In 2020, election officials tried to make voting easier and safer amid a global pandemic. Next time, they might get fined or face criminal charges.

Republicans are creating a new slate of punishments for the county officials who run elections, arguing they overstepped their authority when they expanded voter access during the coronavirus pandemic.

The new penalties, part of a nationwide Republican campaign to roll back access to the ballot, already have become law in Iowa, Georgia and Florida, and are making their way through statehouses in Texas and elsewhere. The GOP push comes after a presidential contest that saw record turnout and no widespread problems.

Election officials have responded with warnings of a chilling effect on those responsible for administering the vote and counting ballots, raising fears they could be penalized for minor mistakes, get caught up in partisan fights or even leave their jobs.

In Iowa, Republican Gov. Kim Reynolds drew heavy criticism for signing a broad voting bill in March that shortens hours at polling places, narrows the early voting period and imposes new restrictions on mail and absentee ballots. The law also bans sending unsolicited absentee ballot applications to voters, as some officials did before the 2020 election.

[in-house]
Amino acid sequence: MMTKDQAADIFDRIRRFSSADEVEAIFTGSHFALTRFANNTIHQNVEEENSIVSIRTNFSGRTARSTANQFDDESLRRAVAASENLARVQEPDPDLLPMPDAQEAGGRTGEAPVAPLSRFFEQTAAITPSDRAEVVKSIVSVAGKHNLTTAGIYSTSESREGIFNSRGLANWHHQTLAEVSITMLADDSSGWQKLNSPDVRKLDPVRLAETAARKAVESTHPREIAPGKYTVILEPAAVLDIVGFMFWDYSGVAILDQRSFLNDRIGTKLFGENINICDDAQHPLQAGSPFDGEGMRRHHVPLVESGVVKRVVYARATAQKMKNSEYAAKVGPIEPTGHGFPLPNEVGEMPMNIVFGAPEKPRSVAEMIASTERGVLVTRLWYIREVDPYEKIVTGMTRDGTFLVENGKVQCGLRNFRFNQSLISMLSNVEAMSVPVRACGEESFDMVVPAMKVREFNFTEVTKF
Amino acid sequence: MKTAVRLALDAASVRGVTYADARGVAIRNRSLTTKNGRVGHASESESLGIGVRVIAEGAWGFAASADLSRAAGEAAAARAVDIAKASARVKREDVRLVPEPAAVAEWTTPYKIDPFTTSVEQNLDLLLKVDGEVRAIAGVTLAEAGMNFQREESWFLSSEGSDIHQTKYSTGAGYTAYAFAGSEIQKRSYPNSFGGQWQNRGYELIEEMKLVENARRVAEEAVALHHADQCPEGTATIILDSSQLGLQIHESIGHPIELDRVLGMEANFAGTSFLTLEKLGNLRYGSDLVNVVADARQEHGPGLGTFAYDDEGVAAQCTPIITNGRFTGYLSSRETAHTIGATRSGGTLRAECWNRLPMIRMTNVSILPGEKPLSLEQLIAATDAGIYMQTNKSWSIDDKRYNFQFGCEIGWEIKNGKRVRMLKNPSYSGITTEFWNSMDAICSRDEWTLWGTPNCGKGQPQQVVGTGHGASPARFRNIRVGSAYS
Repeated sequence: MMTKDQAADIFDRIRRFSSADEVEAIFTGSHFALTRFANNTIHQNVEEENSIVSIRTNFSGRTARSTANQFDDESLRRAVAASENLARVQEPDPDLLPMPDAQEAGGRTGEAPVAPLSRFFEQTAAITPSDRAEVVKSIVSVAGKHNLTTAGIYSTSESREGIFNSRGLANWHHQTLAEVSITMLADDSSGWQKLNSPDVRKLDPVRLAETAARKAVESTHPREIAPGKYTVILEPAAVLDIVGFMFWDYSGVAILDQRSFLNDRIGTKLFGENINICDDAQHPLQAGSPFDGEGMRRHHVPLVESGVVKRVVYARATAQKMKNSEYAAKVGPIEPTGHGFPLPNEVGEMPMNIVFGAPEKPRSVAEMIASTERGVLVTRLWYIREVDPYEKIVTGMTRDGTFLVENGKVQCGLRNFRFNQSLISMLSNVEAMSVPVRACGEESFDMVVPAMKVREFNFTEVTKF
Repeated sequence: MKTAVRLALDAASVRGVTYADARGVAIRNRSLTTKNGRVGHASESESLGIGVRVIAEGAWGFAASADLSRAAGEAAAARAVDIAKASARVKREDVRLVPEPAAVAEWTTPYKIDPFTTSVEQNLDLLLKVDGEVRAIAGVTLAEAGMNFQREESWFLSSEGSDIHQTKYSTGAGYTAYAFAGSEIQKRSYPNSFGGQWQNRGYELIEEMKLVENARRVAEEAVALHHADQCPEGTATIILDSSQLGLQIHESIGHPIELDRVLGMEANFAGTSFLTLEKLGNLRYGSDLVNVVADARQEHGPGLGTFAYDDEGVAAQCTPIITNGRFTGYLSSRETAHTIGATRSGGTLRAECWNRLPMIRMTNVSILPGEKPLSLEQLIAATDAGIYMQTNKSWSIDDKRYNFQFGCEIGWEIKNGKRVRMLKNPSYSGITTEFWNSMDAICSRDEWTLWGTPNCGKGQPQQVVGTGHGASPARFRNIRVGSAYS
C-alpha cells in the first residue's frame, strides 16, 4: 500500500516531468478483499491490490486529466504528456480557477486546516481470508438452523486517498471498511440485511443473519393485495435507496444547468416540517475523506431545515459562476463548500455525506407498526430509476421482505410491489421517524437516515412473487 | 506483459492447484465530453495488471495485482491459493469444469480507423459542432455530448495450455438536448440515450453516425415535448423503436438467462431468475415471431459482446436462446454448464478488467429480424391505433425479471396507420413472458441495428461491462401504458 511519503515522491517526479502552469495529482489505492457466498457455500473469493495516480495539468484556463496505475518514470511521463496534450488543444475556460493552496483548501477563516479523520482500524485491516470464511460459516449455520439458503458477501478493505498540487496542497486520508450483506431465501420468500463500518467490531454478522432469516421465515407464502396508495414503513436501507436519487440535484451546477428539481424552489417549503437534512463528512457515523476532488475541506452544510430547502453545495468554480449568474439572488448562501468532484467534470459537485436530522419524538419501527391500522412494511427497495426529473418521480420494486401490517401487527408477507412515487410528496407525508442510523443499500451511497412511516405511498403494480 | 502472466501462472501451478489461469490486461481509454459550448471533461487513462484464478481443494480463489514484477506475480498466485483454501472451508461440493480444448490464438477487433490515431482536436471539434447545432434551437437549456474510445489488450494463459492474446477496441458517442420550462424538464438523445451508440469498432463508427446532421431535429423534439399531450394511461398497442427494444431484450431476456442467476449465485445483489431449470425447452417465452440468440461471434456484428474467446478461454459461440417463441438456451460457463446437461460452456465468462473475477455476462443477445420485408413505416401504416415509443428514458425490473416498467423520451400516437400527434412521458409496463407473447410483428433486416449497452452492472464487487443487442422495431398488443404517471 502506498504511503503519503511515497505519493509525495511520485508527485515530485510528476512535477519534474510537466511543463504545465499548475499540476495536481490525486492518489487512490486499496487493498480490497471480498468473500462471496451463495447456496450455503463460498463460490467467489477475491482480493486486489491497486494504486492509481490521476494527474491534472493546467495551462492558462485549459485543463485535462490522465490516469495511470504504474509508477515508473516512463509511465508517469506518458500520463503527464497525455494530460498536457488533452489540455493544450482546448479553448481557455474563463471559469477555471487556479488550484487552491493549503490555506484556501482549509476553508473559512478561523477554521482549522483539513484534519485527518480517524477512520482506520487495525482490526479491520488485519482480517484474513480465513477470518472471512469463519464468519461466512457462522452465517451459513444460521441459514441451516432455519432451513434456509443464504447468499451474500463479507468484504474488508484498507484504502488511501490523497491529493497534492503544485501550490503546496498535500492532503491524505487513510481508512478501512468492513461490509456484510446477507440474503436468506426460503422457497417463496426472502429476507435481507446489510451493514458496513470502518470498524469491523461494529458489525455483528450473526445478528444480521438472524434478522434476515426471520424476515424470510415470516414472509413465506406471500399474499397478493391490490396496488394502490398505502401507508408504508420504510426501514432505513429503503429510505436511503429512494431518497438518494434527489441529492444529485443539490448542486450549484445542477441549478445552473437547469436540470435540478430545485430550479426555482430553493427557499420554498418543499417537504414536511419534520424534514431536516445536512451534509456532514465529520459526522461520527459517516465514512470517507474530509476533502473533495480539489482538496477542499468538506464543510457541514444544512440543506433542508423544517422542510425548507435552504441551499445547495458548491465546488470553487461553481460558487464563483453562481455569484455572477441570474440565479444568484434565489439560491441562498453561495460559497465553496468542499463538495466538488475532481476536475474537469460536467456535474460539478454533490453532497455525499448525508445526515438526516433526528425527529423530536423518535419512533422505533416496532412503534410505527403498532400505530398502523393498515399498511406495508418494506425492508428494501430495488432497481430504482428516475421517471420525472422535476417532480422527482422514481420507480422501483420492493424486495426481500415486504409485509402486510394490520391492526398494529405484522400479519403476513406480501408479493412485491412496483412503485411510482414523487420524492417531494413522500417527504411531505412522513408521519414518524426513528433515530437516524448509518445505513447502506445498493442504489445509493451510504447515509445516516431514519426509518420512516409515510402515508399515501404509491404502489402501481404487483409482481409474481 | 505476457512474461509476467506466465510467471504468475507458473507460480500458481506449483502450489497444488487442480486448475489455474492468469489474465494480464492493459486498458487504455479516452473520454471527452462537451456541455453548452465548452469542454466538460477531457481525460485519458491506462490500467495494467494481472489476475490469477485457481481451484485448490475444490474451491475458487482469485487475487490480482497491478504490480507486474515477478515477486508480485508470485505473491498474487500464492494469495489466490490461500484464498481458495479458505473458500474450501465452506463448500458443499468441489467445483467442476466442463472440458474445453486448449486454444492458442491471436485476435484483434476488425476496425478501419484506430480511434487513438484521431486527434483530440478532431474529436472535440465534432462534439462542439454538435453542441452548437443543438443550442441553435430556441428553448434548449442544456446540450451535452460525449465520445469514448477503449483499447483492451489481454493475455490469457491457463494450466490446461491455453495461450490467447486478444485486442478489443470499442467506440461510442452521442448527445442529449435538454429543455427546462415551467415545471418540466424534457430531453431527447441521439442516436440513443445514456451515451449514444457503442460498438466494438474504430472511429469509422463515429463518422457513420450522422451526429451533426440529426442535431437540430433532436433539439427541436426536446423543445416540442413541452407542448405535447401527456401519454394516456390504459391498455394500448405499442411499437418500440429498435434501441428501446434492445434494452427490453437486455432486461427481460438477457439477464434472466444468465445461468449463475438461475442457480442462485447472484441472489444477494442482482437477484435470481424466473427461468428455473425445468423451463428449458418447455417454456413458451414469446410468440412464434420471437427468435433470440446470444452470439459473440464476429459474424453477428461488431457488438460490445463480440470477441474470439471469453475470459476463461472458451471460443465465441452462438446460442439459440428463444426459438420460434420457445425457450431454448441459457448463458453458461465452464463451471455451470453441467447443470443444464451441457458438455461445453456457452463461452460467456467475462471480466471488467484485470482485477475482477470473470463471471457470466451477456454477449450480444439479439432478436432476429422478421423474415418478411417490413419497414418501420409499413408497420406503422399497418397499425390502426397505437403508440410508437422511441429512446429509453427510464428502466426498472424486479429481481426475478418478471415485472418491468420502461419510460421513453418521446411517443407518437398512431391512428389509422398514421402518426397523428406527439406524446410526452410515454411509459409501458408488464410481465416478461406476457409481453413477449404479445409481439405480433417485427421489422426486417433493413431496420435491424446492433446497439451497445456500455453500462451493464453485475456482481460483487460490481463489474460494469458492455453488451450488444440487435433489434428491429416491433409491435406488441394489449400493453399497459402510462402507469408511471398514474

One provision is especially worrisome to Linn County Auditor Joel Miller: a fine of up to $10,000 for a “technical infraction” of election rules. Miller says the penalty could be imposed for unintentional mistakes like opening a polling place a few minutes late, and raises concerns about partisan enforcement.

“It’s a lot of moving parts and a lot of variables and people make mistakes, and now I’m liable for all those mistakes,” he told The Associated Press. “The process could be likewise corrupted by the secretary of state arbitrarily administering the law in a very uneven manner, depending on whether you’re a Democratic county or a Republican county.”

Looming fines also could dissuade people from taking jobs as election workers or make staffers hesitant to help voters, especially in smaller counties that can’t afford to risk the costly penalties, said Travis Weipert, Democratic auditor of Johnson County, Iowa.

“It’s literally becoming, when you look at the laws, the haves and the have-nots,” he said. “The counties that can pay to still continue what they do are going to do it, and the counties that can’t are going to be restricting voting.”

A similar bill signed into law Thursday by Florida Gov. Ron DeSantis, a Republican, could lead to $25,000 fines for election supervisors if a ballot drop box is accessible outside of early voting hours or is left unsupervised.